Event study

To test for differential trends in the original results, I run an event study interacting pre-vaccine average reported measles incidence with birthyear indicators.10 The regression specification is

\[y_{isct} = \sum_{j=1932, j \neq 1948}^{1980} \beta_{j} \text{Measles}_{s} \times 1\{c=j\} + \alpha_{t} + \gamma_{c} + \theta X_{isct} + \varepsilon_{isct}.\]

I restrict the sample to 1932-1980, to include symmetric pre- and post-periods matching the 16-year treatment window. See the code snippet below.

use year sex age birthyr black bpl female cpi_incwage cpi_incwage_no0 ln_cpi_income poverty100 employed hrs_worked avg_12yr_measles_rate bpl_region9 if inrange(birthyr,1932,1980) & missing(avg_12yr_measles_rate)==0 using "$data/acs_cleaned.dta", clear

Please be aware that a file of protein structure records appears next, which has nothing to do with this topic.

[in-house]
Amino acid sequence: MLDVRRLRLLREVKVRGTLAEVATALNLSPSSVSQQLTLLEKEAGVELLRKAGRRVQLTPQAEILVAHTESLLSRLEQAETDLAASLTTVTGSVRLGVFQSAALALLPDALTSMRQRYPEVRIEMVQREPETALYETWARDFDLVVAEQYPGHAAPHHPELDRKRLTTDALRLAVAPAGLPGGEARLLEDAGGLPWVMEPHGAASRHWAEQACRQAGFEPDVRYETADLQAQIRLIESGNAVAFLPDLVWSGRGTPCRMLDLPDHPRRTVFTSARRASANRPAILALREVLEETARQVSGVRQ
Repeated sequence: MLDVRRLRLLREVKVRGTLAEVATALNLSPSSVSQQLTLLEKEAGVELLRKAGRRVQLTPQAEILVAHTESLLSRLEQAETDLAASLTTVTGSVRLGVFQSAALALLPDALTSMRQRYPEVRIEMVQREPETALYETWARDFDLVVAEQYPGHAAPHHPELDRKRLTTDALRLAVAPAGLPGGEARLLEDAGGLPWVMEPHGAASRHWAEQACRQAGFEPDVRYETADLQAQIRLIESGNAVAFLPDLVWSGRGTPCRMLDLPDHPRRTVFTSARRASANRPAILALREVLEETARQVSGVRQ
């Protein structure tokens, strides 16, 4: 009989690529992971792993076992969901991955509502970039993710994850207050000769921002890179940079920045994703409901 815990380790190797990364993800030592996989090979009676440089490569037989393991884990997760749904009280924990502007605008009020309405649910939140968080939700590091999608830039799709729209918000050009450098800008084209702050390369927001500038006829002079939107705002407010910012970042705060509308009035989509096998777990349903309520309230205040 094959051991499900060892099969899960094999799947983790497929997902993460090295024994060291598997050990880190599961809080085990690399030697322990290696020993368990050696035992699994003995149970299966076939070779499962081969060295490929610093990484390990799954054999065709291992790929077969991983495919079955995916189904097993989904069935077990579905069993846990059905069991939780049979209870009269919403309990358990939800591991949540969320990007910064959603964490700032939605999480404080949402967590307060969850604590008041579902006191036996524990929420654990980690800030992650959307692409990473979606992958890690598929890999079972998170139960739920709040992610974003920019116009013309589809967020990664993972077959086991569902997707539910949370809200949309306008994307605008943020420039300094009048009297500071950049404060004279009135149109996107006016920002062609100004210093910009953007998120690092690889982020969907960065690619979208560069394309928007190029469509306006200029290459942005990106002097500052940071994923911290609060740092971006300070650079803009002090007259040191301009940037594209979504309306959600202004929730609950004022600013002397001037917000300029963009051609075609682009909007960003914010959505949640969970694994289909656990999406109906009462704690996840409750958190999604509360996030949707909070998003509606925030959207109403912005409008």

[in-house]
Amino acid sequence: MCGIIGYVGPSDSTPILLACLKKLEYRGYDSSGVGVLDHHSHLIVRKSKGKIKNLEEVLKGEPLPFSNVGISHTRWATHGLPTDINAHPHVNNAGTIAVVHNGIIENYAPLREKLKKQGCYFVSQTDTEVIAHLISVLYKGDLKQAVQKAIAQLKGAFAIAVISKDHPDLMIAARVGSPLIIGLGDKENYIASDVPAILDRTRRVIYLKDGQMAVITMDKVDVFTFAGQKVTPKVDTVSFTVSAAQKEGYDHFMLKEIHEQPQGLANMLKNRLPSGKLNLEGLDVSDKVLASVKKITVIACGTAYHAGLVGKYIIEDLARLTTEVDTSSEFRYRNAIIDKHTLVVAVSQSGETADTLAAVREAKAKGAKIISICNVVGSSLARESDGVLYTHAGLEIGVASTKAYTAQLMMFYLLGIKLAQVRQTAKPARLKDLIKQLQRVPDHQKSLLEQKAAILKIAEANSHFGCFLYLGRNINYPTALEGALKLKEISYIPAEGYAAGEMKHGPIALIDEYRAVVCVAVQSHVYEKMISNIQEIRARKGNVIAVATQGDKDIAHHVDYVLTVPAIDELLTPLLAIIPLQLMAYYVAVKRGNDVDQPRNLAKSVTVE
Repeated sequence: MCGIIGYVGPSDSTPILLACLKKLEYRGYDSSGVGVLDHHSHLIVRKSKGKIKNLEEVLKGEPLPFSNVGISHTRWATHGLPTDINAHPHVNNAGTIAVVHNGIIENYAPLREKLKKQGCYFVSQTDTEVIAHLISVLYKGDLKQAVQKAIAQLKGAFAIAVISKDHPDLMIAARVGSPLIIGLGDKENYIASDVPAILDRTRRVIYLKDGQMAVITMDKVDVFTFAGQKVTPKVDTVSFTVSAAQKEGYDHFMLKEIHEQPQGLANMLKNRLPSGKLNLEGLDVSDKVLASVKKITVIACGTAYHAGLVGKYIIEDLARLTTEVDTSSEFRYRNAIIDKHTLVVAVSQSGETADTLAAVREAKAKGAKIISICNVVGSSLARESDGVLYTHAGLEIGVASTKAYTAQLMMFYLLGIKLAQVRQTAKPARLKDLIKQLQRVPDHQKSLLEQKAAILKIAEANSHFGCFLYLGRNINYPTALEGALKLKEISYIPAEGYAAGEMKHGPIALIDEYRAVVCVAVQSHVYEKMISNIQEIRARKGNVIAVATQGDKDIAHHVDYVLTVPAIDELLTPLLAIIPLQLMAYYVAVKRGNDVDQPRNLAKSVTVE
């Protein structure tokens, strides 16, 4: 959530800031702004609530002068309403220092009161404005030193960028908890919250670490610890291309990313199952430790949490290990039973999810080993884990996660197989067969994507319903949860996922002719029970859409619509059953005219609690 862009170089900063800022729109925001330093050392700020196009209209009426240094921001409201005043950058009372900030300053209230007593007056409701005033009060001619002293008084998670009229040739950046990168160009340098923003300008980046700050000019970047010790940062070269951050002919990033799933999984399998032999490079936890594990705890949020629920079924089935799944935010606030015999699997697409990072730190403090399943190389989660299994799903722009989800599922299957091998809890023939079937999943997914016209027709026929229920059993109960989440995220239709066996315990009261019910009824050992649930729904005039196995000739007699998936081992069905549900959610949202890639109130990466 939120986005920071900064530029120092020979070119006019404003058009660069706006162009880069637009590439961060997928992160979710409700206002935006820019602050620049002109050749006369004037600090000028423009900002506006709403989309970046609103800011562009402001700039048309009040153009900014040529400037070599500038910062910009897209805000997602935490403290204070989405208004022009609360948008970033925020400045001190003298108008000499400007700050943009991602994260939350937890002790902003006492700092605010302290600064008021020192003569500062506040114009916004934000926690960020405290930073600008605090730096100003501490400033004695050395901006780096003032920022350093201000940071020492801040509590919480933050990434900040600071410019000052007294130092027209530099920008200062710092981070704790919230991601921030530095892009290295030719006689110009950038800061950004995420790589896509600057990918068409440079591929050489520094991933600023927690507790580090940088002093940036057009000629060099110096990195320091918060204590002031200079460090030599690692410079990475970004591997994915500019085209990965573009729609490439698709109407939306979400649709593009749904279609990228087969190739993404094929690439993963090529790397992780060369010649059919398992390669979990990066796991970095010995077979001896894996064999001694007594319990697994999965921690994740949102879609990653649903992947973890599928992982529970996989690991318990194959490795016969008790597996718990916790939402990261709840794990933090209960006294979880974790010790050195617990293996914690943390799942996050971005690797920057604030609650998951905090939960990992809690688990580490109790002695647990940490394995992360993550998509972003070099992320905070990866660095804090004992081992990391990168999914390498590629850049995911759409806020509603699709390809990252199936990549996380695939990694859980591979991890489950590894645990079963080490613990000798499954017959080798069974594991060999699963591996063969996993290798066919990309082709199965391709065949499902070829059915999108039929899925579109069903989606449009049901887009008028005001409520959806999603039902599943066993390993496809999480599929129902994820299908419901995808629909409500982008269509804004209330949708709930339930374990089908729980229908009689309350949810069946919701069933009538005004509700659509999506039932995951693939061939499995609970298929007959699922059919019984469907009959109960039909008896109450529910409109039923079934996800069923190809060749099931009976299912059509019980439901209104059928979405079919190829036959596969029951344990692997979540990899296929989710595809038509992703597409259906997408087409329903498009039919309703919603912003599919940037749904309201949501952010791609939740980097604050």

gen measles_pc = avg_12yr_measles_rate/100000

forvalues i = 1932/1980 {
    gen d`i' = (birthyr==`i')
    gen int_`i' = d`i'*measles_pc
    lab var int_`i' " "
    drop d`i'

* loop to construct list by appending
    * put 1948 last, as omitted year
local interactions ""
forval y = 1932/1980 {
    if `y' != 1948 {
        local interactions "`interactions' int_`y'"
local interactions "`interactions' int_1948"

local robust_fes year age#black#female bpl#black#female bpl_region9#birthyr

foreach x in cpi_incwage cpi_incwage_no0 ln_cpi_income poverty100 employed hrs_worked {
    reghdfe `x' `interactions', ab(`robust_fes') vce(cluster bpl#birthyr)
    coefplot, drop(_cons) vert omitted